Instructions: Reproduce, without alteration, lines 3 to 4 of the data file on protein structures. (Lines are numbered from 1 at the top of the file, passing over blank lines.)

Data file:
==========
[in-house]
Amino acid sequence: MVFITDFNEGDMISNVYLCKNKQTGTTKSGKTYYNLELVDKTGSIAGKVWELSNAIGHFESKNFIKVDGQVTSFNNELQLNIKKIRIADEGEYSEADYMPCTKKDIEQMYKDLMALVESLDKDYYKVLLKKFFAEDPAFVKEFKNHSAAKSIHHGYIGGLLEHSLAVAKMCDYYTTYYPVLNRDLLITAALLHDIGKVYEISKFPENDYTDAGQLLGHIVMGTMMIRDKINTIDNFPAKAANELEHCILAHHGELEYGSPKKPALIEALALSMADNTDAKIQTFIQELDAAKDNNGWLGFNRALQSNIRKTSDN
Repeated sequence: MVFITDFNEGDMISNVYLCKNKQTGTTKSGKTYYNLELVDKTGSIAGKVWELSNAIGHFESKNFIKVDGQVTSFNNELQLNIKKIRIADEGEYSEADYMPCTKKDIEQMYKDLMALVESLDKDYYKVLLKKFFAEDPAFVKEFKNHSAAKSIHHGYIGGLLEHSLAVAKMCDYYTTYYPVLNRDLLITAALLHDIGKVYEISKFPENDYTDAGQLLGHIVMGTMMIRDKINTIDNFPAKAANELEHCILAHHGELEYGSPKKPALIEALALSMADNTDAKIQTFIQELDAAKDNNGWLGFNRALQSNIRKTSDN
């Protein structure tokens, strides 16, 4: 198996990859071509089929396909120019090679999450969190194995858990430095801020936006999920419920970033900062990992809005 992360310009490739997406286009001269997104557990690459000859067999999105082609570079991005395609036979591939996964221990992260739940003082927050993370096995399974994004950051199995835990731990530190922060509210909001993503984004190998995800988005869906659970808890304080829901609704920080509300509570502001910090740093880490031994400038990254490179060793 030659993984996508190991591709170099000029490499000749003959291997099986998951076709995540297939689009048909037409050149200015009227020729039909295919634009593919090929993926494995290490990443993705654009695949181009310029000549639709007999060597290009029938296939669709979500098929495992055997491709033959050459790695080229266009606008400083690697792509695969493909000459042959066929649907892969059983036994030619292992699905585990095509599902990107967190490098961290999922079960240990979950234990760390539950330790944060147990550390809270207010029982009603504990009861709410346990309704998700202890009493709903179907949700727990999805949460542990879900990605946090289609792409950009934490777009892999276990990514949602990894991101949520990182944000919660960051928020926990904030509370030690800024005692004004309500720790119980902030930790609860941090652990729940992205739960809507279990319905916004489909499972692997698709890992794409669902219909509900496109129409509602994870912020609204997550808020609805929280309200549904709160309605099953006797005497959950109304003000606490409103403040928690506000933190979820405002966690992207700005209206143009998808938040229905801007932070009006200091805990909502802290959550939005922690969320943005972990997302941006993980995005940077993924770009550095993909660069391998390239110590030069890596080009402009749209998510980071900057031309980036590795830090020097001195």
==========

Repeated sequence: MVFITDFNEGDMISNVYLCKNKQTGTTKSGKTYYNLELVDKTGSIAGKVWELSNAIGHFESKNFIKVDGQVTSFNNELQLNIKKIRIADEGEYSEADYMPCTKKDIEQMYKDLMALVESLDKDYYKVLLKKFFAEDPAFVKEFKNHSAAKSIHHGYIGGLLEHSLAVAKMCDYYTTYYPVLNRDLLITAALLHDIGKVYEISKFPENDYTDAGQLLGHIVMGTMMIRDKINTIDNFPAKAANELEHCILAHHGELEYGSPKKPALIEALALSMADNTDAKIQTFIQELDAAKDNNGWLGFNRALQSNIRKTSDN
């Protein structure tokens, strides 16, 4: 198996990859071509089929396909120019090679999450969190194995858990430095801020936006999920419920970033900062990992809005 992360310009490739997406286009001269997104557990690459000859067999999105082609570079991005395609036979591939996964221990992260739940003082927050993370096995399974994004950051199995835990731990530190922060509210909001993503984004190998995800988005869906659970808890304080829901609704920080509300509570502001910090740093880490031994400038990254490179060793 030659993984996508190991591709170099000029490499000749003959291997099986998951076709995540297939689009048909037409050149200015009227020729039909295919634009593919090929993926494995290490990443993705654009695949181009310029000549639709007999060597290009029938296939669709979500098929495992055997491709033959050459790695080229266009606008400083690697792509695969493909000459042959066929649907892969059983036994030619292992699905585990095509599902990107967190490098961290999922079960240990979950234990760390539950330790944060147990550390809270207010029982009603504990009861709410346990309704998700202890009493709903179907949700727990999805949460542990879900990605946090289609792409950009934490777009892999276990990514949602990894991101949520990182944000919660960051928020926990904030509370030690800024005692004004309500720790119980902030930790609860941090652990729940992205739960809507279990319905916004489909499972692997698709890992794409669902219909509900496109129409509602994870912020609204997550808020609805929280309200549904709160309605099953006797005497959950109304003000606490409103403040928690506000933190979820405002966690992207700005209206143009998808938040229905801007932070009006200091805990909502802290959550939005922690969320943005972990997302941006993980995005940077993924770009550095993909660069391998390239110590030069890596080009402009749209998510980071900057031309980036590795830090020097001195």